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Re: Morpho v molecular (was Re: Tinamous: living dinosaurs)
> Of course, somebody sit down with the matrix by Dyke &
> van Tuinen and actually test this speculation. And they
> should add a lot more fossils.
> The matrix by Livezey & Zusi has the same problems,
> especially a painful lack of fossils that cannot help but
> lead to long-branch attraction and other serious problems.
> It's just so big that fixing it would amount to _at least_
> an entire American PhD thesis... and thesis committees,
> AFAIK, tend not to like monomaniac projects.
I'm trying to take a look at it from the angle of "Falconiformes" specifically.
But it'll mostly be the effect of partitioning, using the area around each
appendicular joint as evolutionary units. It's possible because the matrix is
so huge, meaning that you'll end up with >100 (often >200) characters per
partition, which should be enough for a start.
But I have no idea yet if anything worthwhile (except in a strictly
falsificationist sense) would result. In the end it may turn out that the
problem cannot be tackled by quantitative analysis until a "missing link"
fossil turns up. Higher-level Neoaves phylogeny is notorious for that, and
mol-clock studies which claim a far older age nonwithstanding, the fossil
record puts a lot of this radiation pretty damn close to the K-Pg boundary.
(There is no bottleneck signal, but we know from Darwin's "finches" - which as
volcanic-oceanic-island endemics *must* have had a bottleneck - that this
signal is completely obliterated within a few Ma.)
The molecular data base for accipitrids and to a lesser degree falconids is
quite great intraclade (if you add biogeography - of course this must be done
quantitatively - it essentially resolves accipitrid phylogeny, only
_"Accipiter"_ is undersampled). But it simply sucks interclade; molecular
datasets do not tend to yield well-supported phylogenetic hypotheses
*congruent/parsimonious with other data sources* here. So my main focus is
whether partitioning can break the apparent convergence effect with owls, or
whether the effect is simply too pan-bauplan.
The added benefit is that it is easier to include fragmentary fossils. If I
find that some parts of the skeleton allow for a better/more robust/more
congruent resolution of e.g. accipitrid pyhlogeny, I'll try to include as many
accipitrid fossils (and presumed accipitrid fossils) as my datasets allow me
to. It'll be interesting to take a quantitative look at all that
Paleogene/early Neogene South American material. Hitherto it hasn't been done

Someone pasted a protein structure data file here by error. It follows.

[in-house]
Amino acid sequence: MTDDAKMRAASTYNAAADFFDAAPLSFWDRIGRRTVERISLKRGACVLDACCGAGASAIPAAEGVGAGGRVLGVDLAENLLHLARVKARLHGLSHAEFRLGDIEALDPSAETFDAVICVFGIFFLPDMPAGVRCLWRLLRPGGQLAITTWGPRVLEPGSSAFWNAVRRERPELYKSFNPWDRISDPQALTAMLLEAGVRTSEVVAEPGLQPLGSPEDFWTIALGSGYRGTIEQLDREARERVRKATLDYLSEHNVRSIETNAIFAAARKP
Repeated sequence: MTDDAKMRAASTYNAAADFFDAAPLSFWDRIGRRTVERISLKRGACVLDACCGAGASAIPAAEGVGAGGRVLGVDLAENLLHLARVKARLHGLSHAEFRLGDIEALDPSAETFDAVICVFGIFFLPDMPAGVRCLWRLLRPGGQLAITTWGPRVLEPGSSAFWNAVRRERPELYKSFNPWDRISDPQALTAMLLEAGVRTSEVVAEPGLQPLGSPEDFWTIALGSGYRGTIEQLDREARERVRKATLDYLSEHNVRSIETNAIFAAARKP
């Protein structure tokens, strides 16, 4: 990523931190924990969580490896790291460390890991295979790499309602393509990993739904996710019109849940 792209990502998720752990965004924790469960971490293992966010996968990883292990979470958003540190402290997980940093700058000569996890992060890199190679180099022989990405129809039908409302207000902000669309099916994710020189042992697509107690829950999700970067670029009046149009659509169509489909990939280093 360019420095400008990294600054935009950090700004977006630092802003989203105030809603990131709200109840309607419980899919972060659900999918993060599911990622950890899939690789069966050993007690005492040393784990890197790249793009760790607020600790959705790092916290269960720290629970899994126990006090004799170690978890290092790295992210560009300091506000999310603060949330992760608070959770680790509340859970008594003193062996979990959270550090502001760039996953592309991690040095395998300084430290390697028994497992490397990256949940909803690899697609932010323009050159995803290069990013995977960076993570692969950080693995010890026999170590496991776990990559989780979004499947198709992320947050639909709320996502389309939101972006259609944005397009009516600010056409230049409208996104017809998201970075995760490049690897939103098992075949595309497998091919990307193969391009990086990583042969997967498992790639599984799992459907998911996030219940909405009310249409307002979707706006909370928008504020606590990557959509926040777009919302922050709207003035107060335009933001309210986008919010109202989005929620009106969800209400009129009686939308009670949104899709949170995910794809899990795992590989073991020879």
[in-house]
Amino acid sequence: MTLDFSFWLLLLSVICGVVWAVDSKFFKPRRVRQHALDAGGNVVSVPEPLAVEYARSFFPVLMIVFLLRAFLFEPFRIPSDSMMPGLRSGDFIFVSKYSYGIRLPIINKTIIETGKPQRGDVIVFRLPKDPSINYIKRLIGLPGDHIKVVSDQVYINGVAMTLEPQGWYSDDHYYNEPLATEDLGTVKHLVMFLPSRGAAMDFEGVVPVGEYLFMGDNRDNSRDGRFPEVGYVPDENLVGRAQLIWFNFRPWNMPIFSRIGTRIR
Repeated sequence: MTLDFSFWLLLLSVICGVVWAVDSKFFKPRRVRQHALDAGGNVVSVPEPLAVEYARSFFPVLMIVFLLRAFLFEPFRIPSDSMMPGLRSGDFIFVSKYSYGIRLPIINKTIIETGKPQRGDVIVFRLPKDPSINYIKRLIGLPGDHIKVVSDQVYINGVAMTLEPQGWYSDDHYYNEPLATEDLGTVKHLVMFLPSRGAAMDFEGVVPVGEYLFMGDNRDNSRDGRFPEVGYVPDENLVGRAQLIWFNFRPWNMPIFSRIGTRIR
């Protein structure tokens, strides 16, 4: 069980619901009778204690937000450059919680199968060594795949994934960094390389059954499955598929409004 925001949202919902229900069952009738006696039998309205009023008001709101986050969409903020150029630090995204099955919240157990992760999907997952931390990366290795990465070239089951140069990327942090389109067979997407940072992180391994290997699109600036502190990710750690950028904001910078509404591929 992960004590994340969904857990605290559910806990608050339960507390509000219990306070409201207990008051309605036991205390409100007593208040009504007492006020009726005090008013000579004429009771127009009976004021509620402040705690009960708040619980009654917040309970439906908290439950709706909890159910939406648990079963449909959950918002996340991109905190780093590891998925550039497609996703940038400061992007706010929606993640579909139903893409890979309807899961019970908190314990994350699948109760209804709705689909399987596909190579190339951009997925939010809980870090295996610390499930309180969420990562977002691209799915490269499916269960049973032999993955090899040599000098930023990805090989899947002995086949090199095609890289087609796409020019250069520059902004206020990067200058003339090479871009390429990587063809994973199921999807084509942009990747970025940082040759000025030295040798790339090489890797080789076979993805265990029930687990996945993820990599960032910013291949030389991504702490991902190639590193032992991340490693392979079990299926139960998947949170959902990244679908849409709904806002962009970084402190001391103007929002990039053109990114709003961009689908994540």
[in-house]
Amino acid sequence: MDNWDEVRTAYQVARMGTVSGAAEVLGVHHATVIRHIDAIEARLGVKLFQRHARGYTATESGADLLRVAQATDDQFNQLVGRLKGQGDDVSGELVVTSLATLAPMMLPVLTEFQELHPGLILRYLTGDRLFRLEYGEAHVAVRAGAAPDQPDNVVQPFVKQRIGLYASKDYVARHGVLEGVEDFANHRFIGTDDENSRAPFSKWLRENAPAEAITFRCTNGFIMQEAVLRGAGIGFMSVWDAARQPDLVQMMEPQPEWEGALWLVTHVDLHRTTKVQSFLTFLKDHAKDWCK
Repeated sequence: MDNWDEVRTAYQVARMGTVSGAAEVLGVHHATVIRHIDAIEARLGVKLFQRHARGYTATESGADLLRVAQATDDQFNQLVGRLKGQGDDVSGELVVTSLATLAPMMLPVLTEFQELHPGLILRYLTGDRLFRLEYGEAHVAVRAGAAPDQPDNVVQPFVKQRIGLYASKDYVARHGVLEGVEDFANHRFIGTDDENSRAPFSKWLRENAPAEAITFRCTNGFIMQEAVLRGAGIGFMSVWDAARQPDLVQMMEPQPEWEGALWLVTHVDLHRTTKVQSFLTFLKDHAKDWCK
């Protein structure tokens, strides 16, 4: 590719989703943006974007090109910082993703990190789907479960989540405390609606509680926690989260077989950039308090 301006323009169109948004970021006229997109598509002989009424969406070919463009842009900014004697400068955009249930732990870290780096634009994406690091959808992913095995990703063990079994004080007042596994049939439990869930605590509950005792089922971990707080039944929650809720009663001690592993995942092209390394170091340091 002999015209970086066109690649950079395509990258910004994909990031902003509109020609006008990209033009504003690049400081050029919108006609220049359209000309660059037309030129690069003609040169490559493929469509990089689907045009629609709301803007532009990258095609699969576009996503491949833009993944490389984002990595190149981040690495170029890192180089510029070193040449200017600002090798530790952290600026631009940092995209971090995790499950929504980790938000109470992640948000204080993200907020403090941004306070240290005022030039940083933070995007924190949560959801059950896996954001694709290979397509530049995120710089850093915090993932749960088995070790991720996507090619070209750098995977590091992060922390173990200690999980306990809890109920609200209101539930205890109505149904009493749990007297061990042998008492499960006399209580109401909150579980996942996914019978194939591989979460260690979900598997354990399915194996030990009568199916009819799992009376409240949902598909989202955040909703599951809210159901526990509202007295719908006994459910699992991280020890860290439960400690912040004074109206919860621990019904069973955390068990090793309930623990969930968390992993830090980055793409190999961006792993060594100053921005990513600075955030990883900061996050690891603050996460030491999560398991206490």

because it's usually just broken single bones, which add little beyond
excessive computational load in whole-body analyses. With partitioned datasets,
one can at least hope to determine whether the phylogenetic signal/noise ratio
is >1; for example in the case of
http://www.nrcresearchpress.com/doi/abs/10.1139/e01-057 it was evidently <1.
But this'll be stuff to do in 2013. Before that, there is also some molecular
sampling to be done, to test the "harpiine eagles" and the "melieraxine hawks"
more thoroughly. They may be clades - and would be interesting clades if they
were - but it's not yet well resolved.
To the ways in which moldata can mislead, one would have to add a phenomenon I
have seen times and again. It's similar to long-branch attraction. But while
"classical" LBA is simply molecular convergence on the macro level, the other
effect is convergence-caused misrooting, i.e. lower-level. I suspect the
paleognaths in the Hackett et al. multigene phylogeny suffer from this: the
topology is quite consensus if you unroot the paleognaths. But the "tinamous
are secondarily volant" hypothesis suggested by their phylogeny stinks for
obvious reasons (it violates everything we know about evolution of
neoflightlessness in crown Theropoda).
It may not be testable with molecular data because of the lack of bracketing
taxa - no crown taxa between paleognaths and the Galloanseres-Neoaves split.
Possibly, a massively diverse sample of Galloanseres and a whole lot of basal
Neoaves would help (by more accurately determining ancestral charstates), but
possibly not, and who's gonna test this anyway? So one can only surmise that
the "secondary volant tinamous" are actually an artefact of "long branch
(Truth to be told, I suspect a whole damn lot in the Hackett et al. phylogeny
to suffer from this. Naive concatenation of multigene sequences is probably a
Very Bad Thing, but this I'll definitely test. Accipitrids are good for this,
because their extensive karyotype rearrangement is likely to have an
hitchhiking/background selection effect above avian average.)